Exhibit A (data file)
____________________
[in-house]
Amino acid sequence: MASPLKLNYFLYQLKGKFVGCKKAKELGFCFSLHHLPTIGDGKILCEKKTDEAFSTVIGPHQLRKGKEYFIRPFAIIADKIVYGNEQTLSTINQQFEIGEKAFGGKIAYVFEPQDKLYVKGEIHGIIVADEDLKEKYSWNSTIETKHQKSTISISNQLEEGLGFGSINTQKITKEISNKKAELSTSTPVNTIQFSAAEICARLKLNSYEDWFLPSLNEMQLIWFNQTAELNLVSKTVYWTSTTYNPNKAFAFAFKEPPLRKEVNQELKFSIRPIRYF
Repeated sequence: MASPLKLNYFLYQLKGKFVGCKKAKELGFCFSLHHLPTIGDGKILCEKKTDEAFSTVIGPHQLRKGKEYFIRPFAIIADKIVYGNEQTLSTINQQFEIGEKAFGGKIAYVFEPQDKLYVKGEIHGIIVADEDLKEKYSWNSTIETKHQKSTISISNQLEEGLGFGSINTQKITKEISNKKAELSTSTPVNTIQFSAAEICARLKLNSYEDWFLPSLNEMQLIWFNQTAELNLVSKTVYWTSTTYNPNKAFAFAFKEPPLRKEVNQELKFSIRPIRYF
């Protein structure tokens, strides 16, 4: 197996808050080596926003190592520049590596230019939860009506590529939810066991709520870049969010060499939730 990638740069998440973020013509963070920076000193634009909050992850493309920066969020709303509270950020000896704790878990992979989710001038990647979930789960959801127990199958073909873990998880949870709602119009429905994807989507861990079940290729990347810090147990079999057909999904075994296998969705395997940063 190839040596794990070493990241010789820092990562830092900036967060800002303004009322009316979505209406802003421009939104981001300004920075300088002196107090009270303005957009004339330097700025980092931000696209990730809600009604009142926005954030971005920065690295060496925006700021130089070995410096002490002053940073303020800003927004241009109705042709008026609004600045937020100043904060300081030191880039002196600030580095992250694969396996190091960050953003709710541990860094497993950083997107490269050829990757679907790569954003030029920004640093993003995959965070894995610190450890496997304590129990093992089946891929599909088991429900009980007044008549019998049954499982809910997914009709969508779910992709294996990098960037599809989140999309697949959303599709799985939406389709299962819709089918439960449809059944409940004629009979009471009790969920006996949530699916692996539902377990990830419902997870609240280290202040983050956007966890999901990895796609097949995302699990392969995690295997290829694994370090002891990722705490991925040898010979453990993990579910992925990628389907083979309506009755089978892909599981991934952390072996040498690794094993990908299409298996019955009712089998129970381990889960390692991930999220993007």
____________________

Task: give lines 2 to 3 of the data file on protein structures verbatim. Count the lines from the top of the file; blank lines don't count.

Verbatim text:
Amino acid sequence: MASPLKLNYFLYQLKGKFVGCKKAKELGFCFSLHHLPTIGDGKILCEKKTDEAFSTVIGPHQLRKGKEYFIRPFAIIADKIVYGNEQTLSTINQQFEIGEKAFGGKIAYVFEPQDKLYVKGEIHGIIVADEDLKEKYSWNSTIETKHQKSTISISNQLEEGLGFGSINTQKITKEISNKKAELSTSTPVNTIQFSAAEICARLKLNSYEDWFLPSLNEMQLIWFNQTAELNLVSKTVYWTSTTYNPNKAFAFAFKEPPLRKEVNQELKFSIRPIRYF
Repeated sequence: MASPLKLNYFLYQLKGKFVGCKKAKELGFCFSLHHLPTIGDGKILCEKKTDEAFSTVIGPHQLRKGKEYFIRPFAIIADKIVYGNEQTLSTINQQFEIGEKAFGGKIAYVFEPQDKLYVKGEIHGIIVADEDLKEKYSWNSTIETKHQKSTISISNQLEEGLGFGSINTQKITKEISNKKAELSTSTPVNTIQFSAAEICARLKLNSYEDWFLPSLNEMQLIWFNQTAELNLVSKTVYWTSTTYNPNKAFAFAFKEPPLRKEVNQELKFSIRPIRYF